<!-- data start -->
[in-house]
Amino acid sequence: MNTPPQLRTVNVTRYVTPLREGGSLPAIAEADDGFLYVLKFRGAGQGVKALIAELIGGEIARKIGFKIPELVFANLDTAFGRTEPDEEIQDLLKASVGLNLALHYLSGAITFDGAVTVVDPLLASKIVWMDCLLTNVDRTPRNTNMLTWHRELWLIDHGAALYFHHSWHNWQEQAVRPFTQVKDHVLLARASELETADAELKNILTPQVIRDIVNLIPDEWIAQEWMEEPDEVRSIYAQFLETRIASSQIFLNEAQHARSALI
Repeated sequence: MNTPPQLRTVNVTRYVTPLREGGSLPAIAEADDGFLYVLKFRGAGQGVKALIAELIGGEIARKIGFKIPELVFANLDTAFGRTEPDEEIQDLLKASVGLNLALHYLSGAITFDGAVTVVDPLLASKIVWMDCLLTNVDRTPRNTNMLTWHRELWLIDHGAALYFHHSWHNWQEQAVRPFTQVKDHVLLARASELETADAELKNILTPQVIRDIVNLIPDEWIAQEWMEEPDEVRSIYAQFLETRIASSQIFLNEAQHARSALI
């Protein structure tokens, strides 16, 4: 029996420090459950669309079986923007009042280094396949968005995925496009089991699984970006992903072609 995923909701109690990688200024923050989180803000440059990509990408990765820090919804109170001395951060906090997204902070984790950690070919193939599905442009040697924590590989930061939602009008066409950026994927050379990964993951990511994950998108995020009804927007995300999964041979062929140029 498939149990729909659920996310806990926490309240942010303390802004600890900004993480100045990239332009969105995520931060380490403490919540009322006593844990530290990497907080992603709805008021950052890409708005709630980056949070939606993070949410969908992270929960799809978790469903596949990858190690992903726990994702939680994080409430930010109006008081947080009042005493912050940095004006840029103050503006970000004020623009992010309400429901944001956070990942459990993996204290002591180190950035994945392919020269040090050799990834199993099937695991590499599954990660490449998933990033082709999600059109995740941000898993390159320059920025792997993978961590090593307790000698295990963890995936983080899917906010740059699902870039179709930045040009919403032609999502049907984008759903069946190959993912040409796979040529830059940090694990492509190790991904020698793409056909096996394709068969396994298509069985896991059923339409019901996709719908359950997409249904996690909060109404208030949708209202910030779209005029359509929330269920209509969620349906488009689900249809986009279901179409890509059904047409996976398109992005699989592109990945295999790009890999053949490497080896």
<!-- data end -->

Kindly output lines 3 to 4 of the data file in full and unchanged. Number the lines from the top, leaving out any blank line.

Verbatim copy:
Repeated sequence: MNTPPQLRTVNVTRYVTPLREGGSLPAIAEADDGFLYVLKFRGAGQGVKALIAELIGGEIARKIGFKIPELVFANLDTAFGRTEPDEEIQDLLKASVGLNLALHYLSGAITFDGAVTVVDPLLASKIVWMDCLLTNVDRTPRNTNMLTWHRELWLIDHGAALYFHHSWHNWQEQAVRPFTQVKDHVLLARASELETADAELKNILTPQVIRDIVNLIPDEWIAQEWMEEPDEVRSIYAQFLETRIASSQIFLNEAQHARSALI
């Protein structure tokens, strides 16, 4: 029996420090459950669309079986923007009042280094396949968005995925496009089991699984970006992903072609 995923909701109690990688200024923050989180803000440059990509990408990765820090919804109170001395951060906090997204902070984790950690070919193939599905442009040697924590590989930061939602009008066409950026994927050379990964993951990511994950998108995020009804927007995300999964041979062929140029 498939149990729909659920996310806990926490309240942010303390802004600890900004993480100045990239332009969105995520931060380490403490919540009322006593844990530290990497907080992603709805008021950052890409708005709630980056949070939606993070949410969908992270929960799809978790469903596949990858190690992903726990994702939680994080409430930010109006008081947080009042005493912050940095004006840029103050503006970000004020623009992010309400429901944001956070990942459990993996204290002591180190950035994945392919020269040090050799990834199993099937695991590499599954990660490449998933990033082709999600059109995740941000898993390159320059920025792997993978961590090593307790000698295990963890995936983080899917906010740059699902870039179709930045040009919403032609999502049907984008759903069946190959993912040409796979040529830059940090694990492509190790991904020698793409056909096996394709068969396994298509069985896991059923339409019901996709719908359950997409249904996690909060109404208030949708209202910030779209005029359509929330269920209509969620349906488009689900249809986009279901179409890509059904047409996976398109992005699989592109990945295999790009890999053949490497080896």